How might this show up in our lives?

Since our society does it’s best to avoid the reality of death, it is often at funerals that we forced to consider what happens after death. In those situations, it is easy to find ourselves adopting the belief that good people go to heaven. In an effort to comfort, we say to someone “He’s in a better place” even when we have little to no confidence the man ever trusted Christ. Even during a funeral service, it is easy to give the impression that the reason we believe this person is in heaven is because of how good he was rather than because God was gracious to him in spite of his great sin.

It is also increasingly common for Christians to almost sound surprised or at least apologetic that God would judge sin rather than forgive it. But from a biblical perspective, it should be the opposite. We should be shocked that an infinitely holy God would forgive sin!

Finally, it is easy for Christians to focus on the side benefits of heaven rather than its greatest joy. We often speak of heaven primarily in connection with seeing loved ones who are there now, or the joy of no longer dealing with the pains and challenges of this world. While those are certainly good, by far the greatest joy of heaven is that we will be with God. That hope is what should dominate our conversations about heaven.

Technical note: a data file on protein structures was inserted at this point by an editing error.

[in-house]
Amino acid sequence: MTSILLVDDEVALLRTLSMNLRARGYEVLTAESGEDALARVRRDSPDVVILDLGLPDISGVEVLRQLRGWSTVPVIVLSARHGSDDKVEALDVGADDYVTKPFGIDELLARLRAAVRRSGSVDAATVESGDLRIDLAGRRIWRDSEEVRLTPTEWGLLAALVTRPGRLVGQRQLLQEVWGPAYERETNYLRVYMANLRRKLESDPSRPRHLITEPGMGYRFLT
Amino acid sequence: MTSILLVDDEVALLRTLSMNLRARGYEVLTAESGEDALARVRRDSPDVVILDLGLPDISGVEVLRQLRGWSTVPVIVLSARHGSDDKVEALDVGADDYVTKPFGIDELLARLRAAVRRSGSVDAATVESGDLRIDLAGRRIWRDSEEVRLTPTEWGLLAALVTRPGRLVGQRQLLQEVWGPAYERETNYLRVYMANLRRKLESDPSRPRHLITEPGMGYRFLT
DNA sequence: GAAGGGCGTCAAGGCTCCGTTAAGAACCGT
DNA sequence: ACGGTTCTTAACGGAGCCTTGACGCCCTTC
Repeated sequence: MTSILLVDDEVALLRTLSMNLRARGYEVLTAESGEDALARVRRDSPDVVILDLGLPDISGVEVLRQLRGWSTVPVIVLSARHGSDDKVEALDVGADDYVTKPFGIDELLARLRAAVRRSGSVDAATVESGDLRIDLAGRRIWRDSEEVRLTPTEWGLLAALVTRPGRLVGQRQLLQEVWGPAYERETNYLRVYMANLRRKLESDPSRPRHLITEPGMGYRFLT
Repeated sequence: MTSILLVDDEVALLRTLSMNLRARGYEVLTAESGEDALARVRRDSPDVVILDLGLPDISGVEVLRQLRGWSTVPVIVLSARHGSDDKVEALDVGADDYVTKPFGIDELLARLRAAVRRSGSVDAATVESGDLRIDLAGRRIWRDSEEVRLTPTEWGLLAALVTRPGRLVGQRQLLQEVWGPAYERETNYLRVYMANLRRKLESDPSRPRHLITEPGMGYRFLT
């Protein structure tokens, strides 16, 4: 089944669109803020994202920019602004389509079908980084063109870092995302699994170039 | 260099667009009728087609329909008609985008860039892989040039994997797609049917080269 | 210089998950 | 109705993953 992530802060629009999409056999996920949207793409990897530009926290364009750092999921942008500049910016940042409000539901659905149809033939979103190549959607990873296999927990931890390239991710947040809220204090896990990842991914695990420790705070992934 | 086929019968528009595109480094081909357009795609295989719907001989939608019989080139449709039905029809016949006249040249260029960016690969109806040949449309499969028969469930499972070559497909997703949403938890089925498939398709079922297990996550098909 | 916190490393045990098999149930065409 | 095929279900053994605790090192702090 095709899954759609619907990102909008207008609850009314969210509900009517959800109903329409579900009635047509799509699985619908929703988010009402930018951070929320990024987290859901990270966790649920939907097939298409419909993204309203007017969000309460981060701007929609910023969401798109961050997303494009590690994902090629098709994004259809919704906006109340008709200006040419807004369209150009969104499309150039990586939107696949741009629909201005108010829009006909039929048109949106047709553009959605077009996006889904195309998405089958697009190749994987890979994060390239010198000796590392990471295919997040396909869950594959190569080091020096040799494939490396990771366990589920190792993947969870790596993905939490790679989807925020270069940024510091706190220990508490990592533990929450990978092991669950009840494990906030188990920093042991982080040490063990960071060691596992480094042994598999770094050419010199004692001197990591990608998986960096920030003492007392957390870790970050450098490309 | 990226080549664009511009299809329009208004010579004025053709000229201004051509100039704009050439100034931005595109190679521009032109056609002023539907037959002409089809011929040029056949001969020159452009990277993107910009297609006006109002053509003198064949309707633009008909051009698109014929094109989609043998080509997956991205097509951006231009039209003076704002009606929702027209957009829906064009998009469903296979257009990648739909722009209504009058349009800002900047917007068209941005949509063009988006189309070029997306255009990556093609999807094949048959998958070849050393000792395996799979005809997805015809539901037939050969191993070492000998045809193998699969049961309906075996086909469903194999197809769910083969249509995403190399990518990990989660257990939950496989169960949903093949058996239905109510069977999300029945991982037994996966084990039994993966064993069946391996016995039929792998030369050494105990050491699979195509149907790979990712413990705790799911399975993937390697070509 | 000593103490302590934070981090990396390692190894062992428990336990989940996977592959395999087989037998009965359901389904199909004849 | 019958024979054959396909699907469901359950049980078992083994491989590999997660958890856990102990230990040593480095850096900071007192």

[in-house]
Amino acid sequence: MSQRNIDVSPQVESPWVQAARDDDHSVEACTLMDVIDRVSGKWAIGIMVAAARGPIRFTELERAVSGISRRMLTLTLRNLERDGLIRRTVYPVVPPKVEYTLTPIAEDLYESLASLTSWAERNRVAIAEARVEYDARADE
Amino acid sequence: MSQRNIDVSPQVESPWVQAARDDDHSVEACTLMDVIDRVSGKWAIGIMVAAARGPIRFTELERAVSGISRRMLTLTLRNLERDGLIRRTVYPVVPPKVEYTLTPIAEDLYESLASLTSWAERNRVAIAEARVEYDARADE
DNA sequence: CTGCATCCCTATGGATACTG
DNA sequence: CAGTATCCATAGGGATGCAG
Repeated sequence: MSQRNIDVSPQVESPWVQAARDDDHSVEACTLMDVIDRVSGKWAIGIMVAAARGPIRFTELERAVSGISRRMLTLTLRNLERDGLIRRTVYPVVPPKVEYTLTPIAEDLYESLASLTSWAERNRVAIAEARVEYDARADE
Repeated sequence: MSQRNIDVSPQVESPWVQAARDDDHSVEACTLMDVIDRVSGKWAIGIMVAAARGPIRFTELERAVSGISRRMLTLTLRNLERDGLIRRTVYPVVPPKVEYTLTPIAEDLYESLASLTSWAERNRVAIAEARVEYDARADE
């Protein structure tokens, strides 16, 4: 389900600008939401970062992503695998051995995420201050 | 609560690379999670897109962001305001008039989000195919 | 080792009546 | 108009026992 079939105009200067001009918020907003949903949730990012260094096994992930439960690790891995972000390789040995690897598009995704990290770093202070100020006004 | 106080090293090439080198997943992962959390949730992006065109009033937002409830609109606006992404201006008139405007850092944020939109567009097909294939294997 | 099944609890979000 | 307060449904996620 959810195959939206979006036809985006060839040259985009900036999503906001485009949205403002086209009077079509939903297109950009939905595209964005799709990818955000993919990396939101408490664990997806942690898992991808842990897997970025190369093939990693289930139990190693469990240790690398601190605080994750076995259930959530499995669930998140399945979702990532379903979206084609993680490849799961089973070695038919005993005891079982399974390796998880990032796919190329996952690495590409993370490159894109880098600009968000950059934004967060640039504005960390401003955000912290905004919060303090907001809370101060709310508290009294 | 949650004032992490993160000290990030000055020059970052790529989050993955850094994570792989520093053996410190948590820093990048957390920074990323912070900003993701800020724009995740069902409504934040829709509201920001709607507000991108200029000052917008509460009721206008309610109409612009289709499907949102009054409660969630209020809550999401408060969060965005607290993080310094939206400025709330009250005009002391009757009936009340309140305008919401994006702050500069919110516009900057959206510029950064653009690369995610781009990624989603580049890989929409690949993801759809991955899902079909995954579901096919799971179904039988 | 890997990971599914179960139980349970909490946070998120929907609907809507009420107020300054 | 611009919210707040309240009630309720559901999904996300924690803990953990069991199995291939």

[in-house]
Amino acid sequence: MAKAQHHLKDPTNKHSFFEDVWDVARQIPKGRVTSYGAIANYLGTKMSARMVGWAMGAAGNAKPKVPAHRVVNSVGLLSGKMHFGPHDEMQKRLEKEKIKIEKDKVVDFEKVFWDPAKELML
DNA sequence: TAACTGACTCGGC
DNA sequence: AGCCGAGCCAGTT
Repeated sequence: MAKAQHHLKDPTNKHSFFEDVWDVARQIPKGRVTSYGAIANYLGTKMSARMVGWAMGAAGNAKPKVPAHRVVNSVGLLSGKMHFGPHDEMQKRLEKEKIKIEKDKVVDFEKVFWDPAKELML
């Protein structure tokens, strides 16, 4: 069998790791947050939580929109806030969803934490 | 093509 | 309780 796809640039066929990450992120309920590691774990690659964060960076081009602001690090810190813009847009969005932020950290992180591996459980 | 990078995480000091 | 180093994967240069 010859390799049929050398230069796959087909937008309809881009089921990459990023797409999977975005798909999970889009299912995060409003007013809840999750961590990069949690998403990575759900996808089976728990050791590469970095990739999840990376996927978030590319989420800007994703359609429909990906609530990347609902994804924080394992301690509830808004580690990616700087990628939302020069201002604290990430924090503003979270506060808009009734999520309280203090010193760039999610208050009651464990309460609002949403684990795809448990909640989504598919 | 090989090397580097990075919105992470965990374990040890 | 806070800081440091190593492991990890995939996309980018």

How might this affect our evangelism?

When we understand the reality of hell, it should spur us to share the gospel. Since we recognize that no amount of goodness can keep anyone out of hell, the only hope they have is for God to save them through Jesus Christ. And the only way that salvation will occur is if someone tells them the good news that Jesus Christ made it possible for us to be right with God.

As we talk to others, we cannot allow them to deceive themselves into thinking they are good. Rather, we must continually challenge them to realize their own wickedness so that they can see their hopeless condition.

We must also show that hell is the righteous way to address sin. When we understand how wicked we are, we then must understand that God could not simply sweep our sin under the rug and remain just. Evil must be punished, and hell is the only way for us to bear that punishment. But the good news of the gospel is that Jesus suffered that kind of punishment for us so that we do not need to bear it ourselves.

Finally, we must highlight the greatest reward of salvation—knowing God. This promise means nothing to those who are perishing, but when God removes the blinders from someone’s eyes this is what they want: “the light of the knowledge of the glory of God in the face of Jesus Christ” 2 Cor 4:6.